I’ve been reading a great deal lately about Jewish culture. One of the most important aspects of ancient Judaism is the concept of Talmidim; the Japanese have a similar concept called uchi deshi, which is still prevalent in Eastern culture. This approach to teaching is much more like a traditional apprenticeship than a modern classroom.
Student’s engaged in this type of learning literally work side-by-side those who have greater knowledge. They learn through hands on experience, imitating someone who possesses the skills they want to acquire. In this setting, learning is not so much about retaining data as it is about gaining essential wisdom for living.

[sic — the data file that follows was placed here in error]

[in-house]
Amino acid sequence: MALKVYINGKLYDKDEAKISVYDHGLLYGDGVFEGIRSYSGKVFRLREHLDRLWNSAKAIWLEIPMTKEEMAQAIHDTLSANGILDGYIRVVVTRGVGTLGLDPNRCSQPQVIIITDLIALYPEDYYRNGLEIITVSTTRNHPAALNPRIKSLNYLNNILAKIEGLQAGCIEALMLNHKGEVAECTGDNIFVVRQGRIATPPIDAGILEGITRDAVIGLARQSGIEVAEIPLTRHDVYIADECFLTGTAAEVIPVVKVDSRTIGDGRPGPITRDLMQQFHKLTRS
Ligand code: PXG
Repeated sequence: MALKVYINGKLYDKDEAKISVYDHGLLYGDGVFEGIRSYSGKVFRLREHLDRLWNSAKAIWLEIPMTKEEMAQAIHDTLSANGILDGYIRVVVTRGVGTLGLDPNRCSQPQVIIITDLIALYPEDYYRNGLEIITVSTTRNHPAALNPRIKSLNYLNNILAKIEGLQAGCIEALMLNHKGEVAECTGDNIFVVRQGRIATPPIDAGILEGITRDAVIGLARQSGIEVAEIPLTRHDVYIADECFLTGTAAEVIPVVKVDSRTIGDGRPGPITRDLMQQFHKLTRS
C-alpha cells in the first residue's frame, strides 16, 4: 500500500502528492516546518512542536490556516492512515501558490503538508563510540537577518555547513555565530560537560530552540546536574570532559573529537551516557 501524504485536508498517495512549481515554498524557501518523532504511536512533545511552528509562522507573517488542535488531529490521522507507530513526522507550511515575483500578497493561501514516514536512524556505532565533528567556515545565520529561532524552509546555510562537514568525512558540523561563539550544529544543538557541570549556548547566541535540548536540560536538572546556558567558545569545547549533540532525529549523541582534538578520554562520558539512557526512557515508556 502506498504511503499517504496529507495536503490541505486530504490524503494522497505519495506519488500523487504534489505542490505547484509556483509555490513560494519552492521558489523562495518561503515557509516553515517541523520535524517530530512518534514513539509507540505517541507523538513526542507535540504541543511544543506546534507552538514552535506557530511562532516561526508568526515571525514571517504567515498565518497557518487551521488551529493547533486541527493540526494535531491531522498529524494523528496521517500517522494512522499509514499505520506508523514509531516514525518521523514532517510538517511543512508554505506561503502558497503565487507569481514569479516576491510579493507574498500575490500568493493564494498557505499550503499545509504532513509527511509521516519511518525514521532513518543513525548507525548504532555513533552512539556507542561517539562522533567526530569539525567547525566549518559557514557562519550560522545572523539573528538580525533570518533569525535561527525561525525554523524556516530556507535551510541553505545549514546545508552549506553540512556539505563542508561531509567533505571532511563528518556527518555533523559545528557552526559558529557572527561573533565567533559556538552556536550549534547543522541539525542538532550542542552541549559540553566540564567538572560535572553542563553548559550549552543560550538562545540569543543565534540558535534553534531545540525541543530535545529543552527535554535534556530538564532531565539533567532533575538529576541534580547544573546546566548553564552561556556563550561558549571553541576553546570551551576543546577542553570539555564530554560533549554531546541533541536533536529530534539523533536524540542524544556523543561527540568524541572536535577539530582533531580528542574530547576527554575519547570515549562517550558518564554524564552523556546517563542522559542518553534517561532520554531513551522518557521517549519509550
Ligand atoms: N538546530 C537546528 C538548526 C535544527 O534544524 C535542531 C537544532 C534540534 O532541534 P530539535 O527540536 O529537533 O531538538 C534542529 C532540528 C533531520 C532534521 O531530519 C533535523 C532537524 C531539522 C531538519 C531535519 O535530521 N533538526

And yet, while occasionally I write for, and with, my students, most of their literacy learning occurs outside of the classroom, on their own. This is often true of technology and social media use as well. I demonstrate a few tricks of the trade, and they are left to complete a project on their own.
But now I’m wondering, what if my classroom became a place of apprenticeship in writing and technology, rather than a traditional classroom that dispenses facts and knowledge. Instead of covering more, we cover less with greater depth. How would this change me? my students? my classroom? If part of the point of apprenticeship is learning essential wisdom for living, how critically important is this with the rise of social media, with all its benefits and caveats?